But store the Spirit’s fruit 
Within your barn. 

At harvest, Lord, 
You judge our deeds,
To separate the evil
From the good,

Then burn our sins 
In your destroying fire,
But store the Spirit’s fruit 
Within your barn. 



NB Darnel means weeds.

Let both [weeds and wheat] grow together until the harvest. At that time I will tell the harvesters: First collect the weeds and tie them in bundles to be burned; then gather the wheat and bring it into my barn (Matthew 13:30; NIV).

The Lord your God is a consuming fire (Deuteronomy 4:24; NIV). 

From the heart come evil thoughts (Matthew 5:19; NLT). 

The mouth of the wicked overflows with evil words (Proverbs 15:28; NLT).

All your evil deeds will fall back on your own heads (Obadiah 1:15; NLT).

The fruit of the Spirit is love, joy, peace, patience, kindness, generosity, faithfulness, gentleness and self-control (Galatians 5:22-3; NRSV).

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Exile (Isaiah 9:1-7; NRSV).


I spent my early years
In bondage;
My teens and twenties
Trying to escape.

My thirties in the desert
Of depression;
My anxious forties 
In a pathless waste.

My fifties brought me    
To your promised freedom,
A land where I could start
To change and grow.

My sixties came with sickness,  
Loss, restriction,
Yet love and joy at last  
Began to flow. 

How many years remain? 
I cannot guess, Lord.
At present, I have time 
And space to pray –

No longer far from you,
Condemned to exile, 
I dwell in you, and you in me,
Each day. 



We were Pharaoh’s slaves in Egypt, but the Lord brought us out of Egypt with his strong hand (Deuteronomy 6:21; NLT).

He has known your walking through this great wilderness (Deuteronomy 2:7; HNV).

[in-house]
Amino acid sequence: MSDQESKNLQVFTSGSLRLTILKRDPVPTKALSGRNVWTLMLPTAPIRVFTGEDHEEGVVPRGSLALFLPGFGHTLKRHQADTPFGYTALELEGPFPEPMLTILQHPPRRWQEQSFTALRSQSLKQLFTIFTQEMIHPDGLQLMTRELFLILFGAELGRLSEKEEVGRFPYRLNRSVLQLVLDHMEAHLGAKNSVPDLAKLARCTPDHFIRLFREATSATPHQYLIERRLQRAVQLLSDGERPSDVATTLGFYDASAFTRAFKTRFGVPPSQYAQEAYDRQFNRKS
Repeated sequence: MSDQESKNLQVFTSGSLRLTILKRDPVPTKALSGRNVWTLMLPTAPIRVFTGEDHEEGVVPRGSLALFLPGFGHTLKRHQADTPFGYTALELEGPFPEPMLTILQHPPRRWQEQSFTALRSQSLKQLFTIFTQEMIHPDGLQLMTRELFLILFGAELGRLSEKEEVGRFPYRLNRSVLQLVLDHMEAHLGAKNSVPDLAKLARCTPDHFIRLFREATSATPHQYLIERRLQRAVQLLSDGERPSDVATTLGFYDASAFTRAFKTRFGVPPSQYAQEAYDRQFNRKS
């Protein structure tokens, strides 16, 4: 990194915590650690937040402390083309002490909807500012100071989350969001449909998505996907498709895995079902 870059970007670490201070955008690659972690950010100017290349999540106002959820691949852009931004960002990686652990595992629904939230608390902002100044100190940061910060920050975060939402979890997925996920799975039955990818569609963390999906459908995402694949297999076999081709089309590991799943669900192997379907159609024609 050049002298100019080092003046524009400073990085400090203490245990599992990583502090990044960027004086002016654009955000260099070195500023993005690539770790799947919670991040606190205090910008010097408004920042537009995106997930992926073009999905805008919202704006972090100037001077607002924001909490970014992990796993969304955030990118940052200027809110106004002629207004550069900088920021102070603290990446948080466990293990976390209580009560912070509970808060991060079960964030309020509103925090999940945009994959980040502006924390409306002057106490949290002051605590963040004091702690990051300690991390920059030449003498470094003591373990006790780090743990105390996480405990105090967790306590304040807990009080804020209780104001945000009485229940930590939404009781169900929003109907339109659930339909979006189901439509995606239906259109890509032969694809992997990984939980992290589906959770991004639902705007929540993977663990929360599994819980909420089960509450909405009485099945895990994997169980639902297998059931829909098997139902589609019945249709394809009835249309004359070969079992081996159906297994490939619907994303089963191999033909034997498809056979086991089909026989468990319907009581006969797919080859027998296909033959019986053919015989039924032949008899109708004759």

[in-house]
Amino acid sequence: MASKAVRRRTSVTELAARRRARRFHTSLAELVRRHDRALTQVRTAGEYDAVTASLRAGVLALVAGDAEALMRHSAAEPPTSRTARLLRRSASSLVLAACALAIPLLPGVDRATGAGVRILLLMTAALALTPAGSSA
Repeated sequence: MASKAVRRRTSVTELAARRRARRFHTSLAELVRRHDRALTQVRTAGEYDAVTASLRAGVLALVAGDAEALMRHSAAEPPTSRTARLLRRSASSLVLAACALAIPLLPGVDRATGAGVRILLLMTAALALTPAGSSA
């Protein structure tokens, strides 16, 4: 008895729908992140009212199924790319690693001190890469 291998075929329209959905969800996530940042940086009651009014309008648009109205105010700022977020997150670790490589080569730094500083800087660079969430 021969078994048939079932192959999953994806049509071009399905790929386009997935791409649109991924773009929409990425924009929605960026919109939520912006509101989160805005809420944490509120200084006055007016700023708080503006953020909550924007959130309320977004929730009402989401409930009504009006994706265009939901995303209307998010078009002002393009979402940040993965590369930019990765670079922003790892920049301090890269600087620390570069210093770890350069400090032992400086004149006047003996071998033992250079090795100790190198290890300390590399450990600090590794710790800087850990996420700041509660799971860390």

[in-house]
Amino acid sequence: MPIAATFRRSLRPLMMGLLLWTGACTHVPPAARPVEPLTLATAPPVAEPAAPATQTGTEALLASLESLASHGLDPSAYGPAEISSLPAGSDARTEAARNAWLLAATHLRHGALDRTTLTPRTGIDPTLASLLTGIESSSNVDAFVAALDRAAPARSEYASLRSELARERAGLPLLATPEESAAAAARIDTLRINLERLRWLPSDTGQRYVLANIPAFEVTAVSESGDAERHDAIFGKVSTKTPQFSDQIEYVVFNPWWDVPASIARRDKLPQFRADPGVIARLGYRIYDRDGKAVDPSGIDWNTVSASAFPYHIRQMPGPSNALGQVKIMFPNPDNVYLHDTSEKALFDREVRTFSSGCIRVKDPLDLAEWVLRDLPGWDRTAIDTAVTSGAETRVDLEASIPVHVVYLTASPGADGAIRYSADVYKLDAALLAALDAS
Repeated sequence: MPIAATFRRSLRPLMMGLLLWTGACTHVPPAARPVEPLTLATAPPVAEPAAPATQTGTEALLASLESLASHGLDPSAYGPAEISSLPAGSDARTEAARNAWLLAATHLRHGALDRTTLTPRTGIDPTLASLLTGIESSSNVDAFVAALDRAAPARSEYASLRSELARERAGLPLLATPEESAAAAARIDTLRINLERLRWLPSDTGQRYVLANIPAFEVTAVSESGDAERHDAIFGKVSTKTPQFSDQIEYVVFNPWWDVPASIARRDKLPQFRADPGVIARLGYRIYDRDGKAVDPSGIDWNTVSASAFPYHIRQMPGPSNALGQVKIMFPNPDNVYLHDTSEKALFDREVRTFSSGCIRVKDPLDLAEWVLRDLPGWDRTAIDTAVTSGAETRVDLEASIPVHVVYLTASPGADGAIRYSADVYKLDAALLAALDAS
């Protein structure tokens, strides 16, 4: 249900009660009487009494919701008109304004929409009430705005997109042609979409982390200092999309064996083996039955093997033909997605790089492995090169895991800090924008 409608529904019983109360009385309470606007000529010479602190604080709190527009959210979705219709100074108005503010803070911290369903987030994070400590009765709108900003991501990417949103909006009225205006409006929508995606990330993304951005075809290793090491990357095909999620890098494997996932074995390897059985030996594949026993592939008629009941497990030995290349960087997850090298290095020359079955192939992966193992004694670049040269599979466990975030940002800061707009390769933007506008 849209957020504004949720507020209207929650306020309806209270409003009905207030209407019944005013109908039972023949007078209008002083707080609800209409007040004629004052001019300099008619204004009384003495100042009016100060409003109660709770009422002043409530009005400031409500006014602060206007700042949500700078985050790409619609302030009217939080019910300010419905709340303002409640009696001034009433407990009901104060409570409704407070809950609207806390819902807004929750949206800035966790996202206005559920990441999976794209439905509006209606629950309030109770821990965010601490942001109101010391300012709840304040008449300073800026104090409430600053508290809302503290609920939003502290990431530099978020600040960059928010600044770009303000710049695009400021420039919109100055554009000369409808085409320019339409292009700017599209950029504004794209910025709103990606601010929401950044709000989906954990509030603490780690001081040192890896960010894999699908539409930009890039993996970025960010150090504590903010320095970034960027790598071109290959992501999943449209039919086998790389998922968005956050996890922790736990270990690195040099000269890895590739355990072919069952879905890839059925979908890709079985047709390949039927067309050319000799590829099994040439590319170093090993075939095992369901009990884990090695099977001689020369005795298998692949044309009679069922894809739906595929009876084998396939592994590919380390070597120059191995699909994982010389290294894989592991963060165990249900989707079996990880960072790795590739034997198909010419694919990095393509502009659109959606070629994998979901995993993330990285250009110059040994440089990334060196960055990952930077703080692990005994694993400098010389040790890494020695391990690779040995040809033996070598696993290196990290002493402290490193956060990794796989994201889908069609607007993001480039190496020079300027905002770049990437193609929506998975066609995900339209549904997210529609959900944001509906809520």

He chose the Promised Land for our inheritance (Psalm 47:4; NLT).

The Lord gave and the Lord has taken away; may the name of the Lord be praised (Job 1:21; NIV).

You love him even though you have never seen him […] and you rejoice with a glorious, inexpressible joy (1 Peter 1:8; NLT).

All who live in love live in God, and God lives in them (1 John 4:16; NLT).

The yoke of their burden, and the bar across their shoulders, the rod of their oppressor, you have broken (Isaiah 9:4; NRSV).


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I am yours, you are mine

You fashioned my body,
Established my mind;
Quickened my heart, Lord,
And furnished my soul:

For you are my Maker,
My bread and my wine;
O Giver of Life, I am yours, 
You are mine.

Restore my poor body,
And settle my mind;
Comfort my heart, Lord,
And nourish my soul:

For you are my Healer,
Through bread and through wine;
O Giver of Peace, I am yours,   
You are mine.

Then, strengthen my body;
Enlighten my mind;
Kindle my heart, Lord, 
And stir up my soul:

For you are my Saviour, 
In bread and in wine;
O Giver of Love, I am yours, 
You are mine.



The Lord God formed man of the dust of the ground, and breathed into his nostrils the breath of life; and the man became a living soul (Genesis 2:7; KJV).

Jesus took some bread and blessed it. Then he broke it in pieces and gave it to his disciples, saying, “Take this and eat it, for this is my body.” And he took a cup of wine and gave thanks to God for it. He gave it to them and said, “Each of you drink from it, for this is my blood” (Matthew 26:26-8; NLT).

My beloved is mine and I am his (Song of Songs 2:16; NIV).